The Surf Club
The Surf Club, most famous of Miami Beach’s Jazz Age private clubs, first opened in 1930. Founded as an alternative to the stuffy Bath Club and the downmarket Roman Pools, it was housed in an ornate high-Renaissance building on a then-empty stretch of beach. Over time, the glitteratti and social elite flocked to the club, attracted to its reputation for exclusivity and opulence. It became a favorite haunt for the likes of Frank Sinatra and Elizabeth Taylor as well as Winston Churchill and the former King Edward VIII.
Showing its age after so many festive years, new owners now promise to restore the luster of the venerable Surfside institution. They intend to erect two glass hotel-condominium towers on either side of the original Russel Pancoast design. In this episode, we discuss the Surf Club as it was and the world in which it thrived.
- Forty Years of Miami Beach; 1957 Tequesta article by Ruby Leigh Carson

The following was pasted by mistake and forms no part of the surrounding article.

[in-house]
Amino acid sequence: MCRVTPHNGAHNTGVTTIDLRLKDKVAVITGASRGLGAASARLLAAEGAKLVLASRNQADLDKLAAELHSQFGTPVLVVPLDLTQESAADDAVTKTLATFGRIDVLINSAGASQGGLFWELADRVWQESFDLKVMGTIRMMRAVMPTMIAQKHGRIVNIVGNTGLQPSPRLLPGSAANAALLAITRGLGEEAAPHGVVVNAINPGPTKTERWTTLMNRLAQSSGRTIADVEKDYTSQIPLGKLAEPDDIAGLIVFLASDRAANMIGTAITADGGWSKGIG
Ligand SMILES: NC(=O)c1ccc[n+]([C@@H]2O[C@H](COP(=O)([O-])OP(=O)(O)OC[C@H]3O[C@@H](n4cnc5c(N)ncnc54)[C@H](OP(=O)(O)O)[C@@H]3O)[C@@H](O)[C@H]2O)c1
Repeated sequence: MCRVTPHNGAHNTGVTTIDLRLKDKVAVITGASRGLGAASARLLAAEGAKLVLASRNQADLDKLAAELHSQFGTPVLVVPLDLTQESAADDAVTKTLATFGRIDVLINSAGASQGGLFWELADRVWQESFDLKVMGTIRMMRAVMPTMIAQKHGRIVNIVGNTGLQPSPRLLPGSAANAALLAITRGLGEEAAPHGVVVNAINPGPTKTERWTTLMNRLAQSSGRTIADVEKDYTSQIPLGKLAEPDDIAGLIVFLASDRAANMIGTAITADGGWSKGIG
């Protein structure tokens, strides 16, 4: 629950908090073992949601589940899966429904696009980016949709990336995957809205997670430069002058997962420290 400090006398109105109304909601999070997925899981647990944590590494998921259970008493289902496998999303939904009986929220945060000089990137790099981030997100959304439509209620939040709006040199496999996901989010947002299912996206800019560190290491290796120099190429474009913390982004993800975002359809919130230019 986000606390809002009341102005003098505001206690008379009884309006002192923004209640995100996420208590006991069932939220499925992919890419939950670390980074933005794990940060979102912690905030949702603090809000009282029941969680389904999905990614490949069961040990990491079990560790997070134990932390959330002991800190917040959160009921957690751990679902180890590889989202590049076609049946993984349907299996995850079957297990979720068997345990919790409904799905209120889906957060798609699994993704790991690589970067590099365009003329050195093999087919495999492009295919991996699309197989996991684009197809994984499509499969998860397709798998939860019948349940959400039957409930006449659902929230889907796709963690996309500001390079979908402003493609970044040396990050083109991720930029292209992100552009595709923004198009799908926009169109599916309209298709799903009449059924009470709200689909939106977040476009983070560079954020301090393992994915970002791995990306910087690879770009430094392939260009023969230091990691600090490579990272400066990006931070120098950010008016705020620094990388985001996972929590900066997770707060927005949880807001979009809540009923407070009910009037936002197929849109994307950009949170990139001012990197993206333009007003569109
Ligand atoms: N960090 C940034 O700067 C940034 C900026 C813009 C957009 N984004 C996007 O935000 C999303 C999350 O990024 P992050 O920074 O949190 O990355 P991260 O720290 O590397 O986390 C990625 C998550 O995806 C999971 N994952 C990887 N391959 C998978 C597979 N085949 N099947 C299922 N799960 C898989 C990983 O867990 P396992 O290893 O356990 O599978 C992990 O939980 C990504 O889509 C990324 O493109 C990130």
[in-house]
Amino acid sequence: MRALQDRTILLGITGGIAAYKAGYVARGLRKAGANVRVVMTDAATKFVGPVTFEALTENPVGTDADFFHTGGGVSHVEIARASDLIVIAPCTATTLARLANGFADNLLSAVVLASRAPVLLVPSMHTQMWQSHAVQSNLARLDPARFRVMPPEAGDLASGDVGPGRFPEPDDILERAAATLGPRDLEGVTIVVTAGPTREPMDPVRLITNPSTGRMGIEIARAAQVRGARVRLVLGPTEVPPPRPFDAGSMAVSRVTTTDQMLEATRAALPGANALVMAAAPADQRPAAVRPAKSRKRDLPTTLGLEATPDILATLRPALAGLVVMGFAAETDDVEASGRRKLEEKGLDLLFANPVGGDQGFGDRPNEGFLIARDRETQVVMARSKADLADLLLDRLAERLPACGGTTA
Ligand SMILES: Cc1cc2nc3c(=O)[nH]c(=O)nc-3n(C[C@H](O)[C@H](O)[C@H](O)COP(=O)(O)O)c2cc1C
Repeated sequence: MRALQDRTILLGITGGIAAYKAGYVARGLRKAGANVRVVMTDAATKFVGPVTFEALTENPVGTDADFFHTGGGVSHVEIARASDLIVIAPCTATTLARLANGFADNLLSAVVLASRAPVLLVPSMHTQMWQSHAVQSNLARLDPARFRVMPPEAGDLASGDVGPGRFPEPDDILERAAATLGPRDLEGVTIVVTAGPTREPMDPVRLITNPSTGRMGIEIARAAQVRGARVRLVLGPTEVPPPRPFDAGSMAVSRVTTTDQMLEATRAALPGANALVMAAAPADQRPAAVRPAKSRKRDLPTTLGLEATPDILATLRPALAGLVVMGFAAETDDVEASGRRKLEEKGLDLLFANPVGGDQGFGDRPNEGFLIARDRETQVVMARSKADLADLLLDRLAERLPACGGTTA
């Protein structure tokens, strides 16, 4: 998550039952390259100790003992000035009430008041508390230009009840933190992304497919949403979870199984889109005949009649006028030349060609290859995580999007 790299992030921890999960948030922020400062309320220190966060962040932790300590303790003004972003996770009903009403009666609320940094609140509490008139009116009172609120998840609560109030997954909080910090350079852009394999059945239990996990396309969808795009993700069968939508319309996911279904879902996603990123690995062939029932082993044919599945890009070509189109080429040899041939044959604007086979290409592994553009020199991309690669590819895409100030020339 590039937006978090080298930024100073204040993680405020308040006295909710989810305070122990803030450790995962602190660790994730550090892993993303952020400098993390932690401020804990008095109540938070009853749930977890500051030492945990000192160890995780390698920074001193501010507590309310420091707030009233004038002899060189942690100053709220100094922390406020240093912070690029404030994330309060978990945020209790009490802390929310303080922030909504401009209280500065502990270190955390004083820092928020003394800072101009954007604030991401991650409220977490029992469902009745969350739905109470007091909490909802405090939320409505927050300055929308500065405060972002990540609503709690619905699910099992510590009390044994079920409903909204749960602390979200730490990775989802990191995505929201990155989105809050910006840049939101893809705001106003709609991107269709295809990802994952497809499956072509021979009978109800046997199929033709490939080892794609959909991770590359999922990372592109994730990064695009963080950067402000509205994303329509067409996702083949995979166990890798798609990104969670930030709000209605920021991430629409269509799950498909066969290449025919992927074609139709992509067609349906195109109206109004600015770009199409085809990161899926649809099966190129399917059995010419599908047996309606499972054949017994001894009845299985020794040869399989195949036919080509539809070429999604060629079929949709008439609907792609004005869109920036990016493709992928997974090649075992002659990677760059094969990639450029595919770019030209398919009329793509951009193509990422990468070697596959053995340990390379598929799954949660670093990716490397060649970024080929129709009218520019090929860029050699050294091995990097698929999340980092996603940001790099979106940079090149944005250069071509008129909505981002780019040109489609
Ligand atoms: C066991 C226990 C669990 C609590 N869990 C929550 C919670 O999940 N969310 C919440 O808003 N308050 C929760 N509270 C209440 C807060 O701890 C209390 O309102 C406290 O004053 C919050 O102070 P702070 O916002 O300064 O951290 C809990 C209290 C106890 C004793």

- From Millionaires’ Row to Hotel Row; Blog article on the evolution of that stretch on Collins Avenue
- Collins Waterfront Historic District; a City of Miami Beach Historic Preservation Board joint
- The Surf Club; coffee-table book by Tom Austin
- Surf Club on Curbed.com; assorted posts, mainly on the architecture and the recent additions
Biscayne Tales is a podcast about the history of Miami and South Florida. We hope that the episodes will appeal to Miami residents and visitors alike, encouraging them to start their own exploration of the city's people and places. This website is intended to accompany the show and provide additional materials and links for the curious.
Thank you for listening.
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